In September the President’s Council of Advisors on Science and Technology (PCAST) issued a report acknowledging that humans aren’t reliable interpreters of complex DNA mixtures and that computer software, while a step in the right direction, needs further scientific validation.
“The biggest issue is there is no truly independent assessment of TrueAllele or other programs,” says Amy Jeanguenat, CEO of the forensic consulting firm Mindgen. “They don’t work the same, and some are better at certain profiles and the community doesn’t know the benefits and weaknesses.”
There were other leads. Marc O’Leary, a convicted serial rapist and home invader who is serving a 327-year sentence in Colorado, was active in the area at the time, attacking women in their homes in a manner eerily similar to that of Jinaga’s killer; the detectives didn’t look into the similarities. Serial killer Israel Keyes visited the Seattle area that Halloween weekend, but when the FBI asked Seattle-area law enforcement if they knew of crimes that could have been committed by Keyes, the Redmond detectives didn’t respond.
Then there is the neighbor. Early in their investigation, detectives cast a wide net but focused much of their attention on the neighbor who discovered Jinaga’s body alongside Jay, going so far as to draft a probable-cause document supported by 48 pieces of evidence. (Since he has not been charged with a crime, Seattle Weekly is choosing to not publish the neighbor’s name.)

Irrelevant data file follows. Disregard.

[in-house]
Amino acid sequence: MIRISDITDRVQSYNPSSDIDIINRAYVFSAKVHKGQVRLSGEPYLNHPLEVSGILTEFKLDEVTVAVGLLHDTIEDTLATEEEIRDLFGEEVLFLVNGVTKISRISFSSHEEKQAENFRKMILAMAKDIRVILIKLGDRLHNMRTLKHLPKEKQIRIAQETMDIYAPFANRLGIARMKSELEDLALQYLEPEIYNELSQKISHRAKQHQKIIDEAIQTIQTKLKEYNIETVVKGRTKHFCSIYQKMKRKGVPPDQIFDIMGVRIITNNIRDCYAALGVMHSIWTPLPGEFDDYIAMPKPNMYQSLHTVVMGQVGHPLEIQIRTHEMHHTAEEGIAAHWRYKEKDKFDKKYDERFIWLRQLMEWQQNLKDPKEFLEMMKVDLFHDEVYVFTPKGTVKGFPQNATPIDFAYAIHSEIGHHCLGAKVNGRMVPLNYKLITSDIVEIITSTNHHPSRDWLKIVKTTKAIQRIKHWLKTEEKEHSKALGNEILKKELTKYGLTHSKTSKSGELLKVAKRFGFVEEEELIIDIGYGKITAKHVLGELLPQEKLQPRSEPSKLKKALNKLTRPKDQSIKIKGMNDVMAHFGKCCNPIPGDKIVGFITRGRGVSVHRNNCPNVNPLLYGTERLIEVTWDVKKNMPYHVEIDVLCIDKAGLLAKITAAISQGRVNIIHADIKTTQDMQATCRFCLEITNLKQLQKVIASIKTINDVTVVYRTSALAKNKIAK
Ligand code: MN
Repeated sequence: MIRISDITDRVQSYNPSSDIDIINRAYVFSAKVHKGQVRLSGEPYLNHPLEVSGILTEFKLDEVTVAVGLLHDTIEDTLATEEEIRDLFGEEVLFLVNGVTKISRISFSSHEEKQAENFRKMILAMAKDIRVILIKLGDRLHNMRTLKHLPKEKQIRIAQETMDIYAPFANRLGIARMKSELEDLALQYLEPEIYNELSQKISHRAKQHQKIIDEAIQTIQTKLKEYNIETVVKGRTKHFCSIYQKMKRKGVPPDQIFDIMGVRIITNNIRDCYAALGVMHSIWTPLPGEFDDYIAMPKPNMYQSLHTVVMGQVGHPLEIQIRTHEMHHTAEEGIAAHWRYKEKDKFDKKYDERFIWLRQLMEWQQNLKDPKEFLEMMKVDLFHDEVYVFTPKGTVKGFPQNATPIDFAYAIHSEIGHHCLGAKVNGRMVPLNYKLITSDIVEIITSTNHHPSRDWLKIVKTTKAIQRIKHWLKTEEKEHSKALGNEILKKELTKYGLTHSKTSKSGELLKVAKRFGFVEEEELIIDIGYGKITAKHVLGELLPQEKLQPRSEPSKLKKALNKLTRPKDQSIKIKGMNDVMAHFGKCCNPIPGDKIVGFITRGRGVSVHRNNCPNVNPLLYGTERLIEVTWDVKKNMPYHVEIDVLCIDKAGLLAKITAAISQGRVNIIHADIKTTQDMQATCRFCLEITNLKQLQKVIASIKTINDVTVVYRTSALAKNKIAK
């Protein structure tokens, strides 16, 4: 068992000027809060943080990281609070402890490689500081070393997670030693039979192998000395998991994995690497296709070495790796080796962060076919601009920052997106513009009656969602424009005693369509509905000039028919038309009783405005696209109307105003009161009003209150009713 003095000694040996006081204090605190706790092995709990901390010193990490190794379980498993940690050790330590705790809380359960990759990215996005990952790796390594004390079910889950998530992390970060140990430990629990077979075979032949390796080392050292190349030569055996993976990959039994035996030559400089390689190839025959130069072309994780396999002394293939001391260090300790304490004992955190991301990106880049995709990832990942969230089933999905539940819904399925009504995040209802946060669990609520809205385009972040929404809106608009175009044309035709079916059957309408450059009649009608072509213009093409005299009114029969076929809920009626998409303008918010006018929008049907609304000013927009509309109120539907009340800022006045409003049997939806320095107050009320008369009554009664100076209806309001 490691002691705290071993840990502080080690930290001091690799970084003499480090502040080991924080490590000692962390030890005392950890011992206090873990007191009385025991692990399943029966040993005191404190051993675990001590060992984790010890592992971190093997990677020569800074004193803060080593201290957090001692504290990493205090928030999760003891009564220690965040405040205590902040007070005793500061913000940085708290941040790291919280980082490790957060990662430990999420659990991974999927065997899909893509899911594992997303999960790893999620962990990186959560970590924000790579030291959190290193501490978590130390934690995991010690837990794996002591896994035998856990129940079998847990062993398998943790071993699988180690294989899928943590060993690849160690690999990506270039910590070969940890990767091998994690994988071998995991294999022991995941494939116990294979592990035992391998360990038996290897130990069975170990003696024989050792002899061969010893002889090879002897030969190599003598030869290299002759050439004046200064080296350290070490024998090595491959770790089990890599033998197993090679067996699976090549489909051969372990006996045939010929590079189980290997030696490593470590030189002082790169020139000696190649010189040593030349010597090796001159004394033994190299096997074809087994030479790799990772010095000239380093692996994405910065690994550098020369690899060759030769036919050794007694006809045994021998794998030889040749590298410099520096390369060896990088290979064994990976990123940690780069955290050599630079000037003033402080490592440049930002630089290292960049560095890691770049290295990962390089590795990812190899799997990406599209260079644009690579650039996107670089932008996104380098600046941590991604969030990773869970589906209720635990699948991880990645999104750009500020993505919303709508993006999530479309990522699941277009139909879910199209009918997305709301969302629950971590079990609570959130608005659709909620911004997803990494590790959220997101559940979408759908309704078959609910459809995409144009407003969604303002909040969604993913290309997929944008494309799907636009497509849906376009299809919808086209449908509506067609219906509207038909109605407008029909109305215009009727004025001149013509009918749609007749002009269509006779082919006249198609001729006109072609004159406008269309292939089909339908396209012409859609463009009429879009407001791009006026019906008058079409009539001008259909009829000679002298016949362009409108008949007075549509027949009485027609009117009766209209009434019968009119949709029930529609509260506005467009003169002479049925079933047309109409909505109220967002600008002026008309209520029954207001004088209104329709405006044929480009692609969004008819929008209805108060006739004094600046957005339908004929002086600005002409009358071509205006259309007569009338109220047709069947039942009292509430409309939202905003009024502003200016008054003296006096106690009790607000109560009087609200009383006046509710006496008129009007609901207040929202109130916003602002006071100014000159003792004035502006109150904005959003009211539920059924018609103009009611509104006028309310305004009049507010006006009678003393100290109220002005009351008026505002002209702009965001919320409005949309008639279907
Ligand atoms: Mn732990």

Jinaga’s murder occurred around 8 a.m., but she was last seen around 3 a.m. when she retired to her apartment at the end of the evening. Another Valley View resident arrived home from work within five minutes of 3 a.m. that night and said he saw a man—who, unlike Fair, was not black—standing in Jinaga’s doorway talking to someone inside. The suspected neighbor claimed not to recall making two calls to Jinaga on either side of 3 a.m. the night of the murder. Later that morning he went on an unplanned excursion to Canada, only to be turned around at the border. The man told Redmond detectives he had been “kind of wanting to explore.”
In interviews with the police, that neighbor’s friends and family members told detectives they believed it was possible that he had killed Jinaga–-at least three people told detectives that he had expressed concern that he may have gone to her apartment in his sleep. The neighbor revealed to the detectives that he had been off his psychiatric medication at the time of the murder; the investigators neglected to follow up to determine what medication he was prescribed and what condition the drug was intended to treat.